Issue templates somewhat force users in a straight jacket: there is already something to structure their bug report. Those could be distinct form elements that had to be filled in, but I like the flexibility of the template, and the possibility for users to just escape the formalism and just plead for help in their own way.

Issue guidelines

In the end, I opted for a short few paragraphs in the style of the Tails documentation, including a reference to sgtatham, as an optional future reference:

  • Before you report a new bug, review the existing issues in the online issue tracker and the Debian BTS for Monkeysign to make sure the bug has not already been reported elsewhere.

  • The first aim of a bug report is to tell the developers exactly how to reproduce the failure, so try to reproduce the issue yourself and describe how you did that.

  • If that is not possible, try to describe what went wrong in detail. Write down the error messages, especially if they have numbers.

  • Take the necessary time to write clearly and precisely. Say what you mean, and make sure it cannot be misinterpreted.

  • Include the output of monkeysign --test, monkeysign --version and monkeysign --debug in your bug reports. See the issue template for more details about what to include in bug reports.

If you wish to read more about issues regarding communication in bug reports, you can read How to Report Bugs Effectively, which takes around 20 to 30 minutes.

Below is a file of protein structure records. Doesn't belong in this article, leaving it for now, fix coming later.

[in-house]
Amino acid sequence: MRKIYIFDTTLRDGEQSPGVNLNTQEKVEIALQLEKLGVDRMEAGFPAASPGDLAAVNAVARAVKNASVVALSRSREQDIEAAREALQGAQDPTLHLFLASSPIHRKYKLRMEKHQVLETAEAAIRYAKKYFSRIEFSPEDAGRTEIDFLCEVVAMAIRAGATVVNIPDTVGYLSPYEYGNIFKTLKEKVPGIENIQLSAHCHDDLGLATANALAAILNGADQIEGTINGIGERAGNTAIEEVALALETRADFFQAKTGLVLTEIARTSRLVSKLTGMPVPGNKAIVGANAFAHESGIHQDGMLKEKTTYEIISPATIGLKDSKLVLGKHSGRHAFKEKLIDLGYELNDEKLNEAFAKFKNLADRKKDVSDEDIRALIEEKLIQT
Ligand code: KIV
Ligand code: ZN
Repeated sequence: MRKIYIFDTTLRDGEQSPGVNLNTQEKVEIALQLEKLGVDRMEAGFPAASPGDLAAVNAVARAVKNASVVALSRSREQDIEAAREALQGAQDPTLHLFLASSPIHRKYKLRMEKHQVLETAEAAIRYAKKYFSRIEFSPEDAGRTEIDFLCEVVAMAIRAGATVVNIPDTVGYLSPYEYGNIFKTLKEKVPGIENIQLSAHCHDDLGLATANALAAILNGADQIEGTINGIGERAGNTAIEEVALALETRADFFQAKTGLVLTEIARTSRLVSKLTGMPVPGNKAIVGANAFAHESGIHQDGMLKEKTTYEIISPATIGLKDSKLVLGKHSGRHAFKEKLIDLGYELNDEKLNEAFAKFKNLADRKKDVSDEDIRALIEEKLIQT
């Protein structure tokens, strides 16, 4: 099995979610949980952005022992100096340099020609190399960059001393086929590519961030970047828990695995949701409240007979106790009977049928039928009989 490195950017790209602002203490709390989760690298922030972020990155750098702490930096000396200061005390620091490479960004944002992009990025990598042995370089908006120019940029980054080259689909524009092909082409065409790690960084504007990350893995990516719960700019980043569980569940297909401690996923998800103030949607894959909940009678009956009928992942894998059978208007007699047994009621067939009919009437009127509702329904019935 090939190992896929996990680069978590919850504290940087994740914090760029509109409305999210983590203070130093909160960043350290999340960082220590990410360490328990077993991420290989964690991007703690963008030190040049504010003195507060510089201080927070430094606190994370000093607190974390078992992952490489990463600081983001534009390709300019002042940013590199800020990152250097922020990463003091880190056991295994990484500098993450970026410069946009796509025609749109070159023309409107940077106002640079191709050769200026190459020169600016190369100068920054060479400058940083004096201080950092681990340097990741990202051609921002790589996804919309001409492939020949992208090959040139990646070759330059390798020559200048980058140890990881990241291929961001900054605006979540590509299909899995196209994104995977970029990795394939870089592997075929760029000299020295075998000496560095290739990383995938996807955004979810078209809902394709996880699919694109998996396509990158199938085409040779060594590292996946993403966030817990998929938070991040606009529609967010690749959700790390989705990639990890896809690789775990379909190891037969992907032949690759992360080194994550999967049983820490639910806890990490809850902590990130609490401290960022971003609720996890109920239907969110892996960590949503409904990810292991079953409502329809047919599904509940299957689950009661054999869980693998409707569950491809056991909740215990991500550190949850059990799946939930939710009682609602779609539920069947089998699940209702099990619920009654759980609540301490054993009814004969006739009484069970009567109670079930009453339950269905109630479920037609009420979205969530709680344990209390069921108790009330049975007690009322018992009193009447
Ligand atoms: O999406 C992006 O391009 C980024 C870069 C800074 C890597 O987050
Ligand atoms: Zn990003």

Unfortunately, short of rewriting sgtatham's guide, I do not feel there is much more we can do as a general guide. I find esr's guide to be too verbose and commanding, so sgtatham it will be for now.

The prose and literacy

In the end, there is a fundamental issue with reporting bugs: it assumes our users are literate and capable of writing amazing prose that we will enjoy reading as the last J.K. Rowling novel (if you're into that kind of thing). It's just an unreasonable expectation: some of your users don't even speak the same language as you, let alone read or write it. This makes for challenging collaboration, to say the least. This is where automated reporting makes sense: it doesn't require user's intervention, and the communication is mediated by machines without human intervention and their pesky culture.

But we should, as maintainers, "be liberal in what we accept and conservative in what we send". Be tolerant, and help your users in fixing their issues. It's what you are there for, after all.